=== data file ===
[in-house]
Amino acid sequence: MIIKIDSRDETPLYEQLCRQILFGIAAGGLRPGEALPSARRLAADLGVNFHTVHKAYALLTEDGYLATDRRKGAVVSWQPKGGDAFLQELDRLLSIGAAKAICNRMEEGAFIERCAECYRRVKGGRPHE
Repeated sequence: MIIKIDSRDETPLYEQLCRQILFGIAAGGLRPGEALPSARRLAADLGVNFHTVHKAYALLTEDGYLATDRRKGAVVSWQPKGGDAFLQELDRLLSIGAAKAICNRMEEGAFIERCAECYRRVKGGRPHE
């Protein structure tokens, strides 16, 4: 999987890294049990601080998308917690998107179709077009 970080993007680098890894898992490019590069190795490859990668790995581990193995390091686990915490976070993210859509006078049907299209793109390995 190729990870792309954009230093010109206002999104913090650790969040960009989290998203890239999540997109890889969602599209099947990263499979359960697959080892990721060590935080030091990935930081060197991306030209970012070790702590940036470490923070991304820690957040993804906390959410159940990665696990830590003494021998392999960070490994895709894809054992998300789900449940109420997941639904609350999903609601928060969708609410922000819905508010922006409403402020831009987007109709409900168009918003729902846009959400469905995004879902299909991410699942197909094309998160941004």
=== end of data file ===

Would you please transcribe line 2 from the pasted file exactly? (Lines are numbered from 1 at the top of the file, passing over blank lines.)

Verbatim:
Amino acid sequence: MIIKIDSRDETPLYEQLCRQILFGIAAGGLRPGEALPSARRLAADLGVNFHTVHKAYALLTEDGYLATDRRKGAVVSWQPKGGDAFLQELDRLLSIGAAKAICNRMEEGAFIERCAECYRRVKGGRPHE